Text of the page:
The man recalls all of these childhood stories, of slipping away to another world, and he begins to imagine himself on that journey.  He sees electrical pylons in the distance and imagines them as towers guarding the boarders of an evil king’s domain.  The road he imagines as yellow brick at first, then he begins to think of it as a dark river, sweeping him away towards a cave hiding an ancient relic.

He enjoys these thoughts, though he tells himself they are not real.  His journey though exciting, is nothing more than a walk down a long country lane.  The distant forest is not an enchanted wood, the cottages are not inhabited by witches and the single car, headlights on, driving towards him is not a great beast he has been chosen to slay in order to save the villagers.  He chuckles quietly to himself as the car passes, the driver watching him curiously.

A mist settles over the countryside as he approaches a crossroad, here is the beginning of a dashed white line dividing the road ahead.  He places his feet, one in front of the other upon the white line.  It feels as if a decision should be made.  He has been this way before, though only in a car, so he knows that straight ahead of him is a hill he has seen many times from the road, but the other side of it he has never seen.  A perfect place for a hidden door.  He refuses to return the way he has come.  To do that would be to quit, to give up, to fail.  Though if he turns left he can still return home, via a different route, this way would be a journey, an event but leads to ultimately no change.  And finally he considers turning right, a way he has never been and a way he knows nothing of beyond what he can see, it is unknown, both better and worse.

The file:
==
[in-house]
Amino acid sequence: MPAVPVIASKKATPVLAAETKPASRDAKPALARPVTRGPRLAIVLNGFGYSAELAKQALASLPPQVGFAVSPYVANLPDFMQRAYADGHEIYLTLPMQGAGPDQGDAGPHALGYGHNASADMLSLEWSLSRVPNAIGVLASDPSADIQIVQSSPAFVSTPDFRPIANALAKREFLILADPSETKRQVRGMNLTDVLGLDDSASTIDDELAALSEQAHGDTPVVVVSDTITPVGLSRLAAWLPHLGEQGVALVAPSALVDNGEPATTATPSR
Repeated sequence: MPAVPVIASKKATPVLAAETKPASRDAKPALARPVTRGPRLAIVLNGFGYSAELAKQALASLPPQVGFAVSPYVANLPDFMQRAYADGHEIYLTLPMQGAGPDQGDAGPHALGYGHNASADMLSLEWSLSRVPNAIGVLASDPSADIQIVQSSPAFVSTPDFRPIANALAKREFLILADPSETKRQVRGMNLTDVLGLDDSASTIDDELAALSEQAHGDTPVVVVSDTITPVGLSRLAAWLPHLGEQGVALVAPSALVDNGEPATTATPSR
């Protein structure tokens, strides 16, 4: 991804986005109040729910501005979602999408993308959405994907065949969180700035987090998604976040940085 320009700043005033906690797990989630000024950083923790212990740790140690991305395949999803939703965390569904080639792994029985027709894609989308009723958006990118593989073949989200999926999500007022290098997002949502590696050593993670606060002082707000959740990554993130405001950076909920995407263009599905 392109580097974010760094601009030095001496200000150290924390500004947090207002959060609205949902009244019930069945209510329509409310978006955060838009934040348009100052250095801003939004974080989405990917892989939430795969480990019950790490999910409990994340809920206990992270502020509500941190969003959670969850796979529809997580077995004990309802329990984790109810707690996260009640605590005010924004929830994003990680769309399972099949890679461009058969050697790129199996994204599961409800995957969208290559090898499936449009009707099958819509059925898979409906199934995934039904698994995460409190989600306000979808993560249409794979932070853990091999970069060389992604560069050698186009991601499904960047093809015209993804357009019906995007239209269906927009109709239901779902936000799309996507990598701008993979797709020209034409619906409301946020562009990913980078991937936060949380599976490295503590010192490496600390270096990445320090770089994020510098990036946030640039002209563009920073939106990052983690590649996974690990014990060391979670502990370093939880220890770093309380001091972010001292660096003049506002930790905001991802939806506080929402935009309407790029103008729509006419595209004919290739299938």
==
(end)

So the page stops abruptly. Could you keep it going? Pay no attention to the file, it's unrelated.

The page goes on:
He takes a deep breath, hopeful, desperate.  A morning mist has settled on the landscape, obscuring his view in every direction.  He shuffles one foot ahead, keeping his feet on the white lines, staying in the middle and progressing straight ahead.